Mets shortstop Wilmer Flores in the dugout during a game...

Mets shortstop Wilmer Flores in the dugout during a game against the San Diego Padres the game on Wednesday, July 29, 2015 at Citi Field. Credit: Joseph D. Sullivan

Thanks to a confluence of the looming trade deadline, the nature of social media, and its heavy-handed effect on how baseball is covered, a bizarre soap opera played itself out at Citi Field Wednesday night, when a deal that would have sent former all-star Carlos Gomez to the Mets fell apart at the last minute.

The fallout was immense.

There were tears that flowed from Wilmer Flores, his face red after rumors had reached him that he was part of the deal.

There was confusion on the part of manager Terry Collins, who was left scrambling to handle an awkward situation, unsure if Flores had actually been traded.

And there was general manager Sandy Alderson, who at the end of the night, finally brought an end to the madness. It was Alderson who announced that the deal -- which had included Gomez for Flores and pitcher Zack Wheeler -- had died.

"There is no trade," Alderson said. "Unfortunately, social media got ahead of the facts and it may have had an adverse affect for one of the players involved. It's an unfortunate situation."

Alderson declined to get into details of the talks with the Brewers, which according to multiple major league sources, involved both teams agreeing to the players in a deal pending medical reviews.

According to sources, it was the Mets concerns about Gomez's hip that ultimately nixed the trade. "I was sad," said Flores, who played the last three innings thinking that he was about to be traded.

In a way, he had been, according to sources. Gomez was to be the big bat that general manager Sandy Alderson had hoped would complete a daring retrofitting of his roster ahead of the Friday 4 pm trade deadline.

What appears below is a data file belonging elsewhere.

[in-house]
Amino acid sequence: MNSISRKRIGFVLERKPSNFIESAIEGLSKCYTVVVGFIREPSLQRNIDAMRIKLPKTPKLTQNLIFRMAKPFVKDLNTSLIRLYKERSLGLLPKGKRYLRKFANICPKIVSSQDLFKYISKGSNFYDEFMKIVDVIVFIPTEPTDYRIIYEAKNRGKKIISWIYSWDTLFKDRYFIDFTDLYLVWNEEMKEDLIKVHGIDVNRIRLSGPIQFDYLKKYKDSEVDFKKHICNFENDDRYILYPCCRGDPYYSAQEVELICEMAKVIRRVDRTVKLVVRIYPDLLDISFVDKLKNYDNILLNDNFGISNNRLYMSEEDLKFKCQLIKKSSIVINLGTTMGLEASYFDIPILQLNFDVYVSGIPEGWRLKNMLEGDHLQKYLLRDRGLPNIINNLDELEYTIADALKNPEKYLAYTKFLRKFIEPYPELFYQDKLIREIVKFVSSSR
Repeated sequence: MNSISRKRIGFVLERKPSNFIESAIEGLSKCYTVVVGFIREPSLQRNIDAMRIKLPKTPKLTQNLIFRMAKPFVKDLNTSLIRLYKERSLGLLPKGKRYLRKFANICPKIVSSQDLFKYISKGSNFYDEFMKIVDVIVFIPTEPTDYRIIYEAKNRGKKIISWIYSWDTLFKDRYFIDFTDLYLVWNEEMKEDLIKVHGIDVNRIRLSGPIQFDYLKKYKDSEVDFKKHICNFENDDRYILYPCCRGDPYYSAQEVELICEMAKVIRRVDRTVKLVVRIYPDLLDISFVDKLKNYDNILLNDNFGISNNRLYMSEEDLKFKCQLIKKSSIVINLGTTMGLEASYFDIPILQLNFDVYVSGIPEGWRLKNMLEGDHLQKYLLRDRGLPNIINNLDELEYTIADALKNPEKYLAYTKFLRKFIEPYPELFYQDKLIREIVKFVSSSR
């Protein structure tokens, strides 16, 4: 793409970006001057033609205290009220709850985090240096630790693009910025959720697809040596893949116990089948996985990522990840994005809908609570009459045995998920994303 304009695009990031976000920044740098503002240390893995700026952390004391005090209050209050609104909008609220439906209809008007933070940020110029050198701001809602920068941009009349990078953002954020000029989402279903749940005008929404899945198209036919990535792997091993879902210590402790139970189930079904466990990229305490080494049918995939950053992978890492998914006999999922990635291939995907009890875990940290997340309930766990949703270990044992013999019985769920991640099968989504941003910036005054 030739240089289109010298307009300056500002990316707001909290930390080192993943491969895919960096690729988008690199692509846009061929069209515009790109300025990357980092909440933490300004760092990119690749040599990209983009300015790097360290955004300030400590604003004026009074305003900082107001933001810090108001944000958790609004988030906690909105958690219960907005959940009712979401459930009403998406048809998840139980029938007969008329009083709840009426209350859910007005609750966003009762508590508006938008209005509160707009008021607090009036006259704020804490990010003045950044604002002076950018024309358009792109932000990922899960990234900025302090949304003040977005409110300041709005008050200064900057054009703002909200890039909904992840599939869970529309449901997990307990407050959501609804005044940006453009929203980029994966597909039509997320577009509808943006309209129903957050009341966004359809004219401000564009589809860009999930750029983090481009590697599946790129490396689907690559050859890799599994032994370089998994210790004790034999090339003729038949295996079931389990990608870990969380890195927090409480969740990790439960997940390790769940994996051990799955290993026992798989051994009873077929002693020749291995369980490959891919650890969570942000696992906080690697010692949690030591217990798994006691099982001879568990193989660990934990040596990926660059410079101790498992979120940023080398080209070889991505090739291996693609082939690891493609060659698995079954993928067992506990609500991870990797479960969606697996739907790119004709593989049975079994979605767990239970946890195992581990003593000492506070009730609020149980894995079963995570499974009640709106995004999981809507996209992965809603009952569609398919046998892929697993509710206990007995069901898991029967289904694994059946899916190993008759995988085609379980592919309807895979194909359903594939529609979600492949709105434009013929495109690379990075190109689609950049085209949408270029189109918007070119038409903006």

And during the game, as reports trickled to the smart phones of those in the stands, they rose to give Flores a standing ovation. They figured it would be their final salute to Flores, who endured a tumultuous season while transitioning to shortstop. "The fans, they were cheering for me, yelling at me," Flores said.

It is typical for players to be pulled once trades are agreed upon in principle. But Flores played on, his emotions laid bare, tears streaming from his face as he chewed on gum and tried to man his position.

Collins never received word to pull the shortstop from the game. So, he left Flores in the game. "Somebody came to me and said 'Wilmer's crying!'" said Collins, who dispatched team captain David Wright to help calm the shortstop.

Flores, his eyes still red, was summoned into Collins' office after the game. Alderson apologized. "During the game I heard about getting traded. I got emotional," Flores said. "When I came in, they told me there was no trade."

Wheeler, rehabbing in Florida after Tommy John surgery, followed the developments on social media. As did Gomez, who was on the team's charter from San Francisco to Milwaukee. A teammate took a selfie with Gomez, wishing him well on his trade to the Mets.

It never happened. The Brewers thought they were getting a future ace in Wheeler, who won't pitch until next July. They have also long valued Flores and envisioned him as a third baseman. But all of those plans will remain unrealized.

For the second time in six weeks, the Mets lurched toward a deal, only to have it come apart. The Mets nearly traded for Gerardo Parra on Thursday of last week. The deadline looms at 4 p.m. Friday. When asked if the Mets were done adding pieces, Alderson replied succinctly.

"It's not Friday yet," he said.